Eat This, Not That, for Better Health
When it comes to losing weight and turning your health around, small dietary choices can make a big difference.
If you’re trying to achieve a specific weight loss goal, it can feel challenging at times. We’ve all had a setback or two on the scale that can lead to frustration — or worse. That’s why Elizabeth Ferrer, RDN, a clinical dietitian at the University of Miami Health System, encourages her patients to focus on the little things as they go about their daily dietary choices.
“It’s important to find a balance in your diet and learn when it’s okay to eat something,” she says. “Being prepared and planning ahead of time is important. You can have a piece of cookie at work for a special occasion, but just don’t make it an everyday thing.”
By choosing this — and not that — you can shave big-time calories each day, and ultimately drop pounds over the long haul.
EAT: An apple & a handful of nuts
NOT: The brownie in the break room
For many, work temptations are a major cause of calorie consternation. Ferrer says the best way to fight the constant barrage of treats is to equip yourself with simple and healthy snacks prepared ahead of time. “If you give into the brownie at work, it’s going to be at least 300 additional calories,” she says. An apple, on the other hand, is about 80 calories, while a handful of peanuts is around 150.
EAT: Plain Greek yogurt with fresh fruit
NOT: Fruit-flavored yogurt
Yogurt with added fruit may appear to be a healthy choice at first glance. However, the fruit is more like a sugary jelly, says Ferrer. A better choice is to purchase plain Greek yogurt and then add your own fresh fruit for flavor.
“Plain Greek yogurt has significantly less sugar and much more protein,” she says. “Plus, adding your own fruit provides valuable micronutrients and also tastes much fresher.”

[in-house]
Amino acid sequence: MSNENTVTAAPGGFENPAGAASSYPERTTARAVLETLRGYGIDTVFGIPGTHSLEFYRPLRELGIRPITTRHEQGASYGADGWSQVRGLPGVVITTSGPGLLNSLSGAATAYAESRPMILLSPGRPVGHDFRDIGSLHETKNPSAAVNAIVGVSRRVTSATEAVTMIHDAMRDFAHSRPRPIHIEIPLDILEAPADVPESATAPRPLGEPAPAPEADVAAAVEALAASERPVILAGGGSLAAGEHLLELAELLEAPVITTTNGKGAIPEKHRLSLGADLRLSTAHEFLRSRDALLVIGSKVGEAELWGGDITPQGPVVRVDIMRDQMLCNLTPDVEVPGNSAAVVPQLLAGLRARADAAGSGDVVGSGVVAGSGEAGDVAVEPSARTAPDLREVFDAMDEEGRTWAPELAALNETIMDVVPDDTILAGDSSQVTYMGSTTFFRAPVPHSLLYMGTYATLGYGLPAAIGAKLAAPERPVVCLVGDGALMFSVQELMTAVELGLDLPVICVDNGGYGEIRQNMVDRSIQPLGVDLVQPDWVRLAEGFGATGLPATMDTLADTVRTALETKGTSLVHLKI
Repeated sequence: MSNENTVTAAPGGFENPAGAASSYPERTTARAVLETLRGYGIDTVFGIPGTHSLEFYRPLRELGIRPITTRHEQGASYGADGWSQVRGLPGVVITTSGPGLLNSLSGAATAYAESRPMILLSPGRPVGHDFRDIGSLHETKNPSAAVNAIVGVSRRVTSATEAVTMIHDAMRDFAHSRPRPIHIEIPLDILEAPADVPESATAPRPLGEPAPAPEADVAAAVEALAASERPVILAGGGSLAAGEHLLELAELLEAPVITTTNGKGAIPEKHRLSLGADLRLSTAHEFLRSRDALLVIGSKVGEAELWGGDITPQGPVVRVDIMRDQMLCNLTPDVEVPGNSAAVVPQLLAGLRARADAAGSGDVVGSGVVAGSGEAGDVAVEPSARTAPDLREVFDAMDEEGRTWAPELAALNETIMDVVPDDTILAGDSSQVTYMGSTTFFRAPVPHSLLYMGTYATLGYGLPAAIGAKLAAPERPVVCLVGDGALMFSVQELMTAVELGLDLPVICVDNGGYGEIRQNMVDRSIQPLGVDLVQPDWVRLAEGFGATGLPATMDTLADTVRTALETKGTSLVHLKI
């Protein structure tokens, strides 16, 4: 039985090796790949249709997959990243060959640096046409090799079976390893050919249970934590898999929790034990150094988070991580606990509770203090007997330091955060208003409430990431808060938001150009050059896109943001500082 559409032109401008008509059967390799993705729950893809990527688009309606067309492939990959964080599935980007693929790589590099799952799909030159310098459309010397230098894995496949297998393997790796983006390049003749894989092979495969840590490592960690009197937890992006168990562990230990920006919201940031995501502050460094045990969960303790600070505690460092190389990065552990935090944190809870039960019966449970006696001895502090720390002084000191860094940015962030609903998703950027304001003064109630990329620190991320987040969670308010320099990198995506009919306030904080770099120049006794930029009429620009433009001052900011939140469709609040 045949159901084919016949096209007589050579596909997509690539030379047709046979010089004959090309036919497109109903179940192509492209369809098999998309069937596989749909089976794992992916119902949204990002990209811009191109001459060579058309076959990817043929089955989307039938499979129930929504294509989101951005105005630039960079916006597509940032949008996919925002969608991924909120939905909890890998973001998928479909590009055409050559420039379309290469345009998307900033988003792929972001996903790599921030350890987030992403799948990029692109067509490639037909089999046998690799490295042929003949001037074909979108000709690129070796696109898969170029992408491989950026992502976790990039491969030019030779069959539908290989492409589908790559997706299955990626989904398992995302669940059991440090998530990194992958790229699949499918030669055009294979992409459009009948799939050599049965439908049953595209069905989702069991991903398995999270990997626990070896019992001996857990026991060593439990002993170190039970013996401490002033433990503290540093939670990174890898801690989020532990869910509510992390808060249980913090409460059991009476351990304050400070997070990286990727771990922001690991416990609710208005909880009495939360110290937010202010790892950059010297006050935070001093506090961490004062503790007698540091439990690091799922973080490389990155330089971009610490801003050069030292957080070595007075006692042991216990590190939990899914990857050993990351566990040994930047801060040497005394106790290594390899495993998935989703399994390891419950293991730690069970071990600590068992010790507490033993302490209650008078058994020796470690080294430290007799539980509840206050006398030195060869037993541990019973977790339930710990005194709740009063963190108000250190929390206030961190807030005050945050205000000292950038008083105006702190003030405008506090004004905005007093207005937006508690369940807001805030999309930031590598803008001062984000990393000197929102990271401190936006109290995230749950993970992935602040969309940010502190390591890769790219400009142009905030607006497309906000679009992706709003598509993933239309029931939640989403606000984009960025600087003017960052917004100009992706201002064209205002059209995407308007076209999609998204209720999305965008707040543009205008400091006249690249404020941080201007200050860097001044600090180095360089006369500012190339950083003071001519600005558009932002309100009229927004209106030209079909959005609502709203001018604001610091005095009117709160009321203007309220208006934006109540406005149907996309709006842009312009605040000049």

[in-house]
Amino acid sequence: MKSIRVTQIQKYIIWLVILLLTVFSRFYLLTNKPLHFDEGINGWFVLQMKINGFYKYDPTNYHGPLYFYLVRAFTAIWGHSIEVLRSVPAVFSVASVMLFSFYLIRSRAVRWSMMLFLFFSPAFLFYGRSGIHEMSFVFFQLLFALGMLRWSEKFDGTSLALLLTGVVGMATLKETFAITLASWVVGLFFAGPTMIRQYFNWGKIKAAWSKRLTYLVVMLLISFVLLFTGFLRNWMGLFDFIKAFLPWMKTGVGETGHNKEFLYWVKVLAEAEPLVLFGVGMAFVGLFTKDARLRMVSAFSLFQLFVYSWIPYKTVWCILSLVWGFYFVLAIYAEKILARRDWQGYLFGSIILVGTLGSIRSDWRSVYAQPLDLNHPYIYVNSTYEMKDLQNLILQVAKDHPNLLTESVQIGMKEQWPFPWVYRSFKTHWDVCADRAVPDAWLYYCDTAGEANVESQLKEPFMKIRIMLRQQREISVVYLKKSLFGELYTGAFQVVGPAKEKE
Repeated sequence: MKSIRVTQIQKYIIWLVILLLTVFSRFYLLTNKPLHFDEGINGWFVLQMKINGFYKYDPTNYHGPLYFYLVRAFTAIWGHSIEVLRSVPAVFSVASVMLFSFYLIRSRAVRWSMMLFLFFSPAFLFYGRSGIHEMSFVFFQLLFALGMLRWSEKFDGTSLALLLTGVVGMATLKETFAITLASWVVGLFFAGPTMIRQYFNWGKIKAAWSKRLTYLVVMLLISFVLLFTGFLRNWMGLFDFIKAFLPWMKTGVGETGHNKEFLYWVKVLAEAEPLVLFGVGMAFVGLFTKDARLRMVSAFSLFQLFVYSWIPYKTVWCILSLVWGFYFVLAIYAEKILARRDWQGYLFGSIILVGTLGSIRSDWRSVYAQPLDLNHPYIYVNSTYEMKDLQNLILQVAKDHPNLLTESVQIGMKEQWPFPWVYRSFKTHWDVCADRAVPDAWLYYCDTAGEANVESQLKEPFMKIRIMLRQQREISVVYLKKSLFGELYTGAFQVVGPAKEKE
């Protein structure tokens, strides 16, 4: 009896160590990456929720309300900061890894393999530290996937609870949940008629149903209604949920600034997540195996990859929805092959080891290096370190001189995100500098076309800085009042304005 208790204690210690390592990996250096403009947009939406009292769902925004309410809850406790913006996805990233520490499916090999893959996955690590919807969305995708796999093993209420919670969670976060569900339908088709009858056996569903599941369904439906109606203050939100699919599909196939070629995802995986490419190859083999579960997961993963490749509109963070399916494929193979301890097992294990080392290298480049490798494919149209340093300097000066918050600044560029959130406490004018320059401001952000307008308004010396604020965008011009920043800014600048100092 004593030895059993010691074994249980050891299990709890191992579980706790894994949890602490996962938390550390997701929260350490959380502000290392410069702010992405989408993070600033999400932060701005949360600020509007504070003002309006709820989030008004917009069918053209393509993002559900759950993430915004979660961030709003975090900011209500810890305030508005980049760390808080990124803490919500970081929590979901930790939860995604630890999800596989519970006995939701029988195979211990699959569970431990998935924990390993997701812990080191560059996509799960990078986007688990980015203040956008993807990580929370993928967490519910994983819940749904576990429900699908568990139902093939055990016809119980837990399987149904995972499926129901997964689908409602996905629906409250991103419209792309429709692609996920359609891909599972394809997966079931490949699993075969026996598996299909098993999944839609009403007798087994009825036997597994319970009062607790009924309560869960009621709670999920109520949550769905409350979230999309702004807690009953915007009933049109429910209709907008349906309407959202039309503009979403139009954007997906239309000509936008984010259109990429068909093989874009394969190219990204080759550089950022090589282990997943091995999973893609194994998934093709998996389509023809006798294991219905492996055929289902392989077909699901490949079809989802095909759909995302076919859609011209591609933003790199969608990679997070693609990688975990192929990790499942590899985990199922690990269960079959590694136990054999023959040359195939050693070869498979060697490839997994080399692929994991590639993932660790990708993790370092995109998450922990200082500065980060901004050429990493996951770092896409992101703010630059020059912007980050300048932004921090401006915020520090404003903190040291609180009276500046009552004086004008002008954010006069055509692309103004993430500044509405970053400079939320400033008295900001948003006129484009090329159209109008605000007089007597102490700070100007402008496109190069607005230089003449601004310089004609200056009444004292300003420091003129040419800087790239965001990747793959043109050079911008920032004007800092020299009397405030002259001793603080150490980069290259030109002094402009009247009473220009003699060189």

EAT: Quinoa or couscous
NOT: White rice
When it comes to the grains you serve with dinner, this one is an easy choice. Both quinoa and couscous pack more than twice the fiber of white rice to make you feel fuller faster. Plus, they each contain significantly more protein than the rice.
EAT: Spinach or kale
None of these leafy greens are a particularly bad choice for your diet. What gives the darker leafy greens the edge, says Ferrer, is the big-time micronutrient punch that they provide. While lettuce is mostly water and fiber, both spinach and kale provide an abundance of nutrients like calcium, magnesium and potassium.
EAT: Olive oil and vinegar
NOT: Ranch and caesar dressings
While salads always seem like a healthy choice, Ferrer says they are often undone by the dressings that go on top of them. With a mixture of olive oil and vinegar, you can get the needed flavor without all the added calories and saturated fat present in creamy salad dressings. Plus, olive oil adds healthy monounsaturated fats.
NOT: Juice or soda
The final item on Ferrer’s list of dietary choices is the most vital of all, and one that is often forsaken in favor of more sugary or flavored drinks: water. “When it comes to fluid, I recommend sticking to water,” she says.
“All sodas, even diet ones, prevent us from getting the water we need. Juice strips away the fiber from fruit and just leaves you with mostly sugar. I always recommend choosing whole fruit over juice.”
Wyatt Myers is a contributing writer for UMiami Health News.